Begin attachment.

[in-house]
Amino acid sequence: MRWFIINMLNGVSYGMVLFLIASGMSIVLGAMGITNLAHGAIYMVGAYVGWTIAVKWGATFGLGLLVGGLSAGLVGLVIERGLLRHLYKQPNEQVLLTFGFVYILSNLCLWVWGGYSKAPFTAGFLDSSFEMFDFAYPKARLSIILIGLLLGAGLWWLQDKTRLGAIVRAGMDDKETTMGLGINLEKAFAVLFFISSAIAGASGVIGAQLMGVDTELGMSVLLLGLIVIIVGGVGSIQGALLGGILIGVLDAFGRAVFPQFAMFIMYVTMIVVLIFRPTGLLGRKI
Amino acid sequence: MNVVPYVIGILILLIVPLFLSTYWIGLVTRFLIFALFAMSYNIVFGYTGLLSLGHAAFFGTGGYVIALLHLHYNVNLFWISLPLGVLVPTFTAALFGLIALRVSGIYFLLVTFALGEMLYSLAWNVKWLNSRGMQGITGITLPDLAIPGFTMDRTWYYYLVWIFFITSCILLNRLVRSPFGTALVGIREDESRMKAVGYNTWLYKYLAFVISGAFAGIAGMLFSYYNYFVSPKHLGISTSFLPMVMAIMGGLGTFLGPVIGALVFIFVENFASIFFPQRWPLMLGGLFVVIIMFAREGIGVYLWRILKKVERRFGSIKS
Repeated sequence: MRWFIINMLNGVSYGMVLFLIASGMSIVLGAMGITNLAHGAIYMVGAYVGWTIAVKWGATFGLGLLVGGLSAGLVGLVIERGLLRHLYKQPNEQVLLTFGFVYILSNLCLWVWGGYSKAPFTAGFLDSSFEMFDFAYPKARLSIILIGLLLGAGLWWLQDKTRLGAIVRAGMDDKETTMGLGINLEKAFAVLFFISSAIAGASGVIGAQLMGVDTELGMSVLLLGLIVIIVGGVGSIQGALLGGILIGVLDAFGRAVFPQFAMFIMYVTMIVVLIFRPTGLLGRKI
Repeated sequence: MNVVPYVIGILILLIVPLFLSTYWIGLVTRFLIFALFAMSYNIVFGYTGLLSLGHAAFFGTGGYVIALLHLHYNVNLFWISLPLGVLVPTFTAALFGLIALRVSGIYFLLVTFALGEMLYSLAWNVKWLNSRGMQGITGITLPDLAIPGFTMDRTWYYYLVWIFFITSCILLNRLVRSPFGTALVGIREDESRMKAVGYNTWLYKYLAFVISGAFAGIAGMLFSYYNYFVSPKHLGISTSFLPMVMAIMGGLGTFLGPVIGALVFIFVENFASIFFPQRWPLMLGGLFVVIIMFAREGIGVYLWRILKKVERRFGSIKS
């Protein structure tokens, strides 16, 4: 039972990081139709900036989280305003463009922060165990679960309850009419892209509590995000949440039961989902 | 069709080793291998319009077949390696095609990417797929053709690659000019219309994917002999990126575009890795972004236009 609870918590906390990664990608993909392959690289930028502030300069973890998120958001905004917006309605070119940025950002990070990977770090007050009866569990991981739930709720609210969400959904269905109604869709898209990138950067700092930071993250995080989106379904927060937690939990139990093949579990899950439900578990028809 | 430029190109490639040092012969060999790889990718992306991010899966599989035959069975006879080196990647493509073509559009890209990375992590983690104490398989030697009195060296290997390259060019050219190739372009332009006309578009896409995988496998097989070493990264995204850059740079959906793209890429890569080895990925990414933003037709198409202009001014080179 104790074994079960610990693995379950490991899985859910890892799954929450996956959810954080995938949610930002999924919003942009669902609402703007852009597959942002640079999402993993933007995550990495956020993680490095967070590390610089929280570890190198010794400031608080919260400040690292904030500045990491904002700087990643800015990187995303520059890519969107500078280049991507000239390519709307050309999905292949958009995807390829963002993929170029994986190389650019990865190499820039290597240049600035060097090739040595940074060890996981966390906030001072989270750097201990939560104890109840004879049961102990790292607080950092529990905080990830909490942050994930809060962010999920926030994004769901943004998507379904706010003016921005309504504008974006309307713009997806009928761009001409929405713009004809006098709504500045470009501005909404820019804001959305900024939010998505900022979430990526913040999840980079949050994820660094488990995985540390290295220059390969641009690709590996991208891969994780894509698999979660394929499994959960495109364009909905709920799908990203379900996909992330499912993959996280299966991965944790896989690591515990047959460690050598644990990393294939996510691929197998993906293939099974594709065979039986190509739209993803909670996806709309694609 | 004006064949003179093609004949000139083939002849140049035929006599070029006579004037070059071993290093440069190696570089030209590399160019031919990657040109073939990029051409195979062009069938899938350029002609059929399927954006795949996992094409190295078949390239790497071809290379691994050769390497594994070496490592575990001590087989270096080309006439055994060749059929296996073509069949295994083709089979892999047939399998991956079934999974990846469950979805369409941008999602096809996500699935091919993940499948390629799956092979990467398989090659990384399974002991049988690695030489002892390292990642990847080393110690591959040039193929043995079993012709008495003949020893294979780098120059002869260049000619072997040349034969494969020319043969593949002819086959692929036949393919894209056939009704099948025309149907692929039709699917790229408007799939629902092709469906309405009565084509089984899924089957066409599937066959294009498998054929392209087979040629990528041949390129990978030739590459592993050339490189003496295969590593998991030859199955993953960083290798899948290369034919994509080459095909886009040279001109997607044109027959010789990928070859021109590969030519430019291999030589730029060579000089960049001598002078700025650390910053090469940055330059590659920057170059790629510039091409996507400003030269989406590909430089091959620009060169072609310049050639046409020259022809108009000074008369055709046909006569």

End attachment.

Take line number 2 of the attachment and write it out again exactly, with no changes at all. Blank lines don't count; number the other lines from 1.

Amino acid sequence: MRWFIINMLNGVSYGMVLFLIASGMSIVLGAMGITNLAHGAIYMVGAYVGWTIAVKWGATFGLGLLVGGLSAGLVGLVIERGLLRHLYKQPNEQVLLTFGFVYILSNLCLWVWGGYSKAPFTAGFLDSSFEMFDFAYPKARLSIILIGLLLGAGLWWLQDKTRLGAIVRAGMDDKETTMGLGINLEKAFAVLFFISSAIAGASGVIGAQLMGVDTELGMSVLLLGLIVIIVGGVGSIQGALLGGILIGVLDAFGRAVFPQFAMFIMYVTMIVVLIFRPTGLLGRKI